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Big Fish, Big Obligations

June 17, 2002

Large financial institutions acquire smaller competitors to improve their bottom lines, not, as the glitzy advertising suggests, out of a neighborly desire to make life better for consumers. Though economies of scale theoretically could generate lower fees for consumers, one sure result of Citigroup's proposed $5.8-billion takeover of California Federal Bank's parent company would be fewer choices for people who need a home loan, a convenient cashier window or other financial services.

Federal regulators are unlikely to stop the nation's largest financial institution from acquiring Cal Fed, the nation's third-largest savings and loan. But the Federal Reserve Board should at least investigate community activists' claims that Citigroup has done relatively little in other states to help consumers in low-income neighborhoods that traditionally get shortchanged on banking services.

Activists use phrases like "pervasive anti-consumer practices" to describe Citigroup's involvement in needier neighborhoods. Citigroup sparked concern two years ago with its $30-billion purchase of Associates First Capital, the nation's largest sub-prime lender (a company that charges higher interest rates to make riskier loans). The Federal Trade Commission is seeking hundreds of millions of dollars on behalf of consumers with poor or limited credit histories who allegedly paid exorbitant fees for mortgages with Associates First Capital before Citigroup's acquisition.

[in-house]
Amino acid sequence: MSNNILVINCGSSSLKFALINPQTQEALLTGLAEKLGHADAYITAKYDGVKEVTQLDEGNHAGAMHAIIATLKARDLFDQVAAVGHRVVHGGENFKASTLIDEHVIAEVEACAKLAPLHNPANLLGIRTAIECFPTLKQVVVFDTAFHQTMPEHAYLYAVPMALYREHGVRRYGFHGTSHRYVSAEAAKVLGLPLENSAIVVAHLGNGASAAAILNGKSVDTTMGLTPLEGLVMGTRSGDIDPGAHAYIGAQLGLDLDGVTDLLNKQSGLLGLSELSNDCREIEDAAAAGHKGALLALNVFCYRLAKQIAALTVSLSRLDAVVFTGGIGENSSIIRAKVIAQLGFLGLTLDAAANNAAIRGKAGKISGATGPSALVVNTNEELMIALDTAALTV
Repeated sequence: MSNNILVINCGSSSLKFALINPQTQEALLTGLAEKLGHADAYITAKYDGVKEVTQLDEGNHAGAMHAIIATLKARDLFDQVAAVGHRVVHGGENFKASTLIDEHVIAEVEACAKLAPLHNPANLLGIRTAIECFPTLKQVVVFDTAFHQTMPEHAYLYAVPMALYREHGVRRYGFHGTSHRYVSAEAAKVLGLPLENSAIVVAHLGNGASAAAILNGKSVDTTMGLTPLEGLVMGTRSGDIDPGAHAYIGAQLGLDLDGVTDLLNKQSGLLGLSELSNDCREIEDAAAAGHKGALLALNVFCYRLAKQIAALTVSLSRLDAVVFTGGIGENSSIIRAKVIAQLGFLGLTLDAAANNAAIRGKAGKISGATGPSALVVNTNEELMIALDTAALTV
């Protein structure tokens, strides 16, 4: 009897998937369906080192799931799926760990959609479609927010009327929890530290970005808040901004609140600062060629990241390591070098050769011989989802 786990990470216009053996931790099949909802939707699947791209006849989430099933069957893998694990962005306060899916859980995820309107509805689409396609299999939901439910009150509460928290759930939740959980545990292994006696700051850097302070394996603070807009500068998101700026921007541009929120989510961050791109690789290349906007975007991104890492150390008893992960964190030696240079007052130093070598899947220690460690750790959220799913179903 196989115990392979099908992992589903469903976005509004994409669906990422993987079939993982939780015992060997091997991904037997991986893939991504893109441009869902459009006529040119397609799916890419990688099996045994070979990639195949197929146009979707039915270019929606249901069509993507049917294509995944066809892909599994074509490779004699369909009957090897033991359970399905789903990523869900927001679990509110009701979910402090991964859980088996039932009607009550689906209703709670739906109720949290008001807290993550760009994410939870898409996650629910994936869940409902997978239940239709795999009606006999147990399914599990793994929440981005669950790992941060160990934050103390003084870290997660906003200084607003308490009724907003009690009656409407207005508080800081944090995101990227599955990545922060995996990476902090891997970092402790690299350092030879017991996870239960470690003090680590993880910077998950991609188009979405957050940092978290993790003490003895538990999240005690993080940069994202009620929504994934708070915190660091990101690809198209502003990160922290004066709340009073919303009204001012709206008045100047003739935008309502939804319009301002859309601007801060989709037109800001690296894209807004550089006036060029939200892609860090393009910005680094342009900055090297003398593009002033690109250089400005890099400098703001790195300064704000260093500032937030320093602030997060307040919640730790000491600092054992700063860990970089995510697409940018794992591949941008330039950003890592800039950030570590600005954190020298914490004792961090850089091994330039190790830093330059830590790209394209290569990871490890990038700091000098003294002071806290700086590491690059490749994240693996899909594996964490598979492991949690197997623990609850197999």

Citigroup maintains that it has fixed the problems at Associates First Capital. Regulators, though, should review Citigroup's community reinvestment efforts, which are required by federal law. The proposed acquisition would continue a string of deals in which California institutions--including Wells Fargo, Home Savings of America, Bank of America and Glendale Federal--have been gobbled up. Consumer groups worry that the Citigroup subsidiary Citibank, owner of Mexico's second-largest bank, would increase wire-transfer fees charged to Mexican Americans sending money back to relatives.

Cal Fed's 352 branches, mainly in California, would triple Citigroup's presence here. Citigroup hopes to use that larger presence to pitch its Travelers insurance arm, Primerica financial services unit and Salomon Smith Barney investment firm.

Other big banks have set down in writing what they intend to do on the community reinvestment front. Bank of America and Washington Mutual have made multiyear pledges totaling $725 billion for single-family home loans in low- and moderate-income neighborhoods around the country. Citigroup should be willing to spell out exactly how it would use its newfound market muscle to improve financial services for some of the state's poorer areas.

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